The Raptors could be getting a big boost on Wednesday, as both Serge Ibaka (knee) and Jonas Valanciunas (ankle) were called probable on Tuesday, though they’re listed as questionable on the game notes. Ibaka reportedly looked fine at practice Tuesday, and it seems like his absence Monday was a precautionary measure more than anything else. Valanciunas has missed four games in a row and had a stated goal of returning on this road trip, so what better opponent than Jokic to get back into things against.
If both frontcourt players return, Wednesday’s rotation will obviously look quite different. Both players will move back into their starting positions, and how things shake out from there is unclear. OG Anunoby and Jakob Poeltl were the backups before the injuries and neither has done anything to lose their spots, but Pascal Siakam has been terrific over the last few games and Lucas Nogueira had maybe the best game of his career on Monday. Dwane Casey has some tough decisions to make here, and it’s possible he expands the rotation to keep five of the six frontcourt pieces in the mix. If your particular favorite of the group doesn’t play Wednesday, a reminder that depth is a very good thing to have and there will be ample opportunity at some point again this season.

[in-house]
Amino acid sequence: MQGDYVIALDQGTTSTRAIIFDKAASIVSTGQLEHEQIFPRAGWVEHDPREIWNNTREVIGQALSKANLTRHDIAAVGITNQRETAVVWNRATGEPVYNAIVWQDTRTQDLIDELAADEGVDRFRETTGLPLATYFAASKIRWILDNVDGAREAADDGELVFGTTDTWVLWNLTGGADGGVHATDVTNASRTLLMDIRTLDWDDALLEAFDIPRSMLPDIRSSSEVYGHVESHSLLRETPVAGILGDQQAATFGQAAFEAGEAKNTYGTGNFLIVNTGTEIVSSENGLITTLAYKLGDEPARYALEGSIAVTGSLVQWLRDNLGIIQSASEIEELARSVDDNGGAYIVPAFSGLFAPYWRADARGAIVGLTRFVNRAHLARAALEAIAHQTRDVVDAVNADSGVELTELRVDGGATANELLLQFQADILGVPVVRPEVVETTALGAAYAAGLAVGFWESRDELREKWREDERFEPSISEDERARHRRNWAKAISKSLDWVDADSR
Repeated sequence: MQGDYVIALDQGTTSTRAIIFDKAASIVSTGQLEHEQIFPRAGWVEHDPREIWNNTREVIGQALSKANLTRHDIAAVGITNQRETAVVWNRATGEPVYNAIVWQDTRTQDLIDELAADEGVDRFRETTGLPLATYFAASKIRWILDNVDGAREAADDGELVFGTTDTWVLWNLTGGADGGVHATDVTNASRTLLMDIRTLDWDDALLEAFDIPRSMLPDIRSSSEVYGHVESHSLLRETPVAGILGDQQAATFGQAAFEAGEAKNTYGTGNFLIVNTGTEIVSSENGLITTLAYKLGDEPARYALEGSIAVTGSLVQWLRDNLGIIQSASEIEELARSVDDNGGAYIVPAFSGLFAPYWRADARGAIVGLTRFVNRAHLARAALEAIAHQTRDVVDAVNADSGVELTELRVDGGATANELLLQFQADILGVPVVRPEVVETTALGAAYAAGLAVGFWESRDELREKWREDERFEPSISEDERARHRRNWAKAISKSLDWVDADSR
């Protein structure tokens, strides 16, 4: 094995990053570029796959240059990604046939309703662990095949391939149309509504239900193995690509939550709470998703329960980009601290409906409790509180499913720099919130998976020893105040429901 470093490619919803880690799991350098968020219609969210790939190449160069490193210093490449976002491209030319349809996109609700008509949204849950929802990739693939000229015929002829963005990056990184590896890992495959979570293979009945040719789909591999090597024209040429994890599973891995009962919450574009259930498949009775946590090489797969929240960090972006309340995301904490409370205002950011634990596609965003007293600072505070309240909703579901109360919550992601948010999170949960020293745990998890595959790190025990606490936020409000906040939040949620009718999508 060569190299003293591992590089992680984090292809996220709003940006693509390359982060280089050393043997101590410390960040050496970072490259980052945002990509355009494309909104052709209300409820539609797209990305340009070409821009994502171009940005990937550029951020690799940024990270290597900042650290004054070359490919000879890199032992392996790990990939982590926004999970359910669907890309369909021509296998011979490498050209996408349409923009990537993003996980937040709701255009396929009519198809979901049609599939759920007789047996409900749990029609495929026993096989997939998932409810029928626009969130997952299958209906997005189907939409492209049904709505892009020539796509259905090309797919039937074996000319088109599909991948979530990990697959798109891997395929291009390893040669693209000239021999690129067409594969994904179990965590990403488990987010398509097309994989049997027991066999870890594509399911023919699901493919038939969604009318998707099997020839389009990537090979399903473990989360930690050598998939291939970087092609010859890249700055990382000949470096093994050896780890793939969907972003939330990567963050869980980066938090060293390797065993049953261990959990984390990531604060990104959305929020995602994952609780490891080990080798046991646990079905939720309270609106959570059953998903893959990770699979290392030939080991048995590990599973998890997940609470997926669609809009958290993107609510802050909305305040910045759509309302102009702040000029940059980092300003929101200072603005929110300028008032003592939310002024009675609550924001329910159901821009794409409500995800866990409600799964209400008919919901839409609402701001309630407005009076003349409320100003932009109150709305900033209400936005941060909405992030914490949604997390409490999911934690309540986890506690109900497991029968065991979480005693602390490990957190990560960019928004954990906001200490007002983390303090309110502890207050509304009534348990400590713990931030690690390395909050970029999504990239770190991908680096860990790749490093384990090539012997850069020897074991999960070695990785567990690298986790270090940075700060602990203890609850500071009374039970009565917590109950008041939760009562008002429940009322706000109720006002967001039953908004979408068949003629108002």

PG: Kyle Lowry, Delon Wright, Fred VanVleet
SG: DeMar DeRozan
SF: Norman Powell, C.J. Miles, Alfonzo McKinnie
PF: (Serge Ibaka), Pascal Siakam, OG Anunoby, Bruno Caboclo
C: (Jonas Valanciunas), Lucas Nogueira, Jakob Poeltl